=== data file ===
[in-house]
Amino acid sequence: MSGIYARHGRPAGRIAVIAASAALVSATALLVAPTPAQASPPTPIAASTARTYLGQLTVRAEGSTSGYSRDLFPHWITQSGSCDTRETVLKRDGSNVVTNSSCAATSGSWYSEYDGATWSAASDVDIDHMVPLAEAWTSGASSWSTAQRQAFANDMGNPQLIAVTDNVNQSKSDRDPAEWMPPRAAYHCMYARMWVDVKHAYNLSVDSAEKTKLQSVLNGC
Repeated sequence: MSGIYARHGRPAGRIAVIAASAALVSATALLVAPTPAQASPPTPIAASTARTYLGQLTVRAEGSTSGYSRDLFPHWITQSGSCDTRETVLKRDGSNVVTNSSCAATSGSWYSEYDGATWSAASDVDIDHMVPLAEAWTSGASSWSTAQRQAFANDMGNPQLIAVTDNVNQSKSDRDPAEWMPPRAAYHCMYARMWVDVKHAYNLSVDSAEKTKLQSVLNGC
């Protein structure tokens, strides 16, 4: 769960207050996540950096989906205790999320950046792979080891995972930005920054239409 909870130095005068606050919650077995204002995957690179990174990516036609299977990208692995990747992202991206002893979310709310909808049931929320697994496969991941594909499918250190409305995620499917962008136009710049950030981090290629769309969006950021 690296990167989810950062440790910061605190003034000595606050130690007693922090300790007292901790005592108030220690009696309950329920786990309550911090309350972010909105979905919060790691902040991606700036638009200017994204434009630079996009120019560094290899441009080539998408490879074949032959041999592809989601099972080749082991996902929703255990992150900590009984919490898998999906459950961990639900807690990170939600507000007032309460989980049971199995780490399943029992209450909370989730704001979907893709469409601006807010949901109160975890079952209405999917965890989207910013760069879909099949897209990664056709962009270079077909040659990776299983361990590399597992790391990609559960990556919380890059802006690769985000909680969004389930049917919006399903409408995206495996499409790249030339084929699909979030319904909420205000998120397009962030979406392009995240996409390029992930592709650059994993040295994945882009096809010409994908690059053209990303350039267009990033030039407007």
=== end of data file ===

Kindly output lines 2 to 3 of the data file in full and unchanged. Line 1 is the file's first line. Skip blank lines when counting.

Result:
Amino acid sequence: MSGIYARHGRPAGRIAVIAASAALVSATALLVAPTPAQASPPTPIAASTARTYLGQLTVRAEGSTSGYSRDLFPHWITQSGSCDTRETVLKRDGSNVVTNSSCAATSGSWYSEYDGATWSAASDVDIDHMVPLAEAWTSGASSWSTAQRQAFANDMGNPQLIAVTDNVNQSKSDRDPAEWMPPRAAYHCMYARMWVDVKHAYNLSVDSAEKTKLQSVLNGC
Repeated sequence: MSGIYARHGRPAGRIAVIAASAALVSATALLVAPTPAQASPPTPIAASTARTYLGQLTVRAEGSTSGYSRDLFPHWITQSGSCDTRETVLKRDGSNVVTNSSCAATSGSWYSEYDGATWSAASDVDIDHMVPLAEAWTSGASSWSTAQRQAFANDMGNPQLIAVTDNVNQSKSDRDPAEWMPPRAAYHCMYARMWVDVKHAYNLSVDSAEKTKLQSVLNGC